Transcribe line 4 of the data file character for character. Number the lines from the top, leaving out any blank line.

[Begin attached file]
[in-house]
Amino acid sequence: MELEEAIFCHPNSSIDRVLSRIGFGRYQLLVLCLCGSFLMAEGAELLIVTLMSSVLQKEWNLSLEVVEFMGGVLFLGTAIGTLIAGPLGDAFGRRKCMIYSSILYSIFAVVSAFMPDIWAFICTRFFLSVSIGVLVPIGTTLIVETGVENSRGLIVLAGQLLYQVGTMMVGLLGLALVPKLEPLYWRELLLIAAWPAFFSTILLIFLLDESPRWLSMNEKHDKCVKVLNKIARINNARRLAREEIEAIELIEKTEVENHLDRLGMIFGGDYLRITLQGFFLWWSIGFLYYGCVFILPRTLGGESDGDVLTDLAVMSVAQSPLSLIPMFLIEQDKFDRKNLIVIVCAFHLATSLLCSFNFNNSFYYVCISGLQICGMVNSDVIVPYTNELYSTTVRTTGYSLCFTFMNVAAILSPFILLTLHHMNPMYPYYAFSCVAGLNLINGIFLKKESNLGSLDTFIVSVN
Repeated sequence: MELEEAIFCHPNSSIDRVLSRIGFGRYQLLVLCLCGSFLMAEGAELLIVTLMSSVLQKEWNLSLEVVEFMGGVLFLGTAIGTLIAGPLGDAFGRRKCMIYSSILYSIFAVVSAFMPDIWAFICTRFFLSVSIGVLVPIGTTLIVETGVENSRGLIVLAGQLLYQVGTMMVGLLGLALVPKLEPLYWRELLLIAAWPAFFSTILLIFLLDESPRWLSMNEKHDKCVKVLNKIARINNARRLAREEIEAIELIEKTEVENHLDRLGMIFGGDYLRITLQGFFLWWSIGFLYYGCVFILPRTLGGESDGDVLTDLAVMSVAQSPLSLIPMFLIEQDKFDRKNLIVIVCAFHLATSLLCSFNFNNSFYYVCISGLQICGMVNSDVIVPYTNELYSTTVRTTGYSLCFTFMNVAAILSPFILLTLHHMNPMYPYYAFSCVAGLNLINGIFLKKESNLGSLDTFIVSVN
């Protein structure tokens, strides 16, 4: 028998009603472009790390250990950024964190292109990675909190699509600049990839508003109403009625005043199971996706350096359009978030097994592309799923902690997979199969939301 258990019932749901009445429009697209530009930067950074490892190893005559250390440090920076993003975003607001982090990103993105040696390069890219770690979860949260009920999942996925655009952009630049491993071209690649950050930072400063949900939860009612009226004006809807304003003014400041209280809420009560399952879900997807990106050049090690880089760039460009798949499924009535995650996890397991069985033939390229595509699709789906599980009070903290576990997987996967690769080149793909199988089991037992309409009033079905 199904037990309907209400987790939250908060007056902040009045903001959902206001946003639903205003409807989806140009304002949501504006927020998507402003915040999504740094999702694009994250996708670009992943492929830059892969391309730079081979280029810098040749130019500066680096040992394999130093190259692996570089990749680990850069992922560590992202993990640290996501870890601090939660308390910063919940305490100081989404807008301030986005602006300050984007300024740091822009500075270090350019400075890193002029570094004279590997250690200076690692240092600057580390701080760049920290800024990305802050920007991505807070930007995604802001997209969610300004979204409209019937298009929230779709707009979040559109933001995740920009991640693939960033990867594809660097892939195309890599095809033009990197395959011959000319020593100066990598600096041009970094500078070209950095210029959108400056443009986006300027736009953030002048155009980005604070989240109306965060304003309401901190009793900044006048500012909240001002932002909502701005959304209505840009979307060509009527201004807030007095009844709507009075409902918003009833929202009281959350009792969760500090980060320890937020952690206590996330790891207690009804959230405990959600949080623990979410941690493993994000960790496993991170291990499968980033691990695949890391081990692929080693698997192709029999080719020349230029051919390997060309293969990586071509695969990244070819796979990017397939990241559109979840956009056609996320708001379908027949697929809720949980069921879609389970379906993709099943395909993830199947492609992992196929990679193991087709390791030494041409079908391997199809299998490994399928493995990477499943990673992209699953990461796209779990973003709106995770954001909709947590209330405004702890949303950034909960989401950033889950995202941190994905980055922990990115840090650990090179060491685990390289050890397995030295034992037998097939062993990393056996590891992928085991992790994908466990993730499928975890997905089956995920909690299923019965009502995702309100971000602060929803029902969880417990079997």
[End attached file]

């Protein structure tokens, strides 16, 4: 028998009603472009790390250990950024964190292109990675909190699509600049990839508003109403009625005043199971996706350096359009978030097994592309799923902690997979199969939301 258990019932749901009445429009697209530009930067950074490892190893005559250390440090920076993003975003607001982090990103993105040696390069890219770690979860949260009920999942996925655009952009630049491993071209690649950050930072400063949900939860009612009226004006809807304003003014400041209280809420009560399952879900997807990106050049090690880089760039460009798949499924009535995650996890397991069985033939390229595509699709789906599980009070903290576990997987996967690769080149793909199988089991037992309409009033079905 199904037990309907209400987790939250908060007056902040009045903001959902206001946003639903205003409807989806140009304002949501504006927020998507402003915040999504740094999702694009994250996708670009992943492929830059892969391309730079081979280029810098040749130019500066680096040992394999130093190259692996570089990749680990850069992922560590992202993990640290996501870890601090939660308390910063919940305490100081989404807008301030986005602006300050984007300024740091822009500075270090350019400075890193002029570094004279590997250690200076690692240092600057580390701080760049920290800024990305802050920007991505807070930007995604802001997209969610300004979204409209019937298009929230779709707009979040559109933001995740920009991640693939960033990867594809660097892939195309890599095809033009990197395959011959000319020593100066990598600096041009970094500078070209950095210029959108400056443009986006300027736009953030002048155009980005604070989240109306965060304003309401901190009793900044006048500012909240001002932002909502701005959304209505840009979307060509009527201004807030007095009844709507009075409902918003009833929202009281959350009792969760500090980060320890937020952690206590996330790891207690009804959230405990959600949080623990979410941690493993994000960790496993991170291990499968980033691990695949890391081990692929080693698997192709029999080719020349230029051919390997060309293969990586071509695969990244070819796979990017397939990241559109979840956009056609996320708001379908027949697929809720949980069921879609389970379906993709099943395909993830199947492609992992196929990679193991087709390791030494041409079908391997199809299998490994399928493995990477499943990673992209699953990461796209779990973003709106995770954001909709947590209330405004702890949303950034909960989401950033889950995202941190994905980055922990990115840090650990090179060491685990390289050890397995030295034992037998097939062993990393056996590891992928085991992790994908466990993730499928975890997905089956995920909690299923019965009502995702309100971000602060929803029902969880417990079997």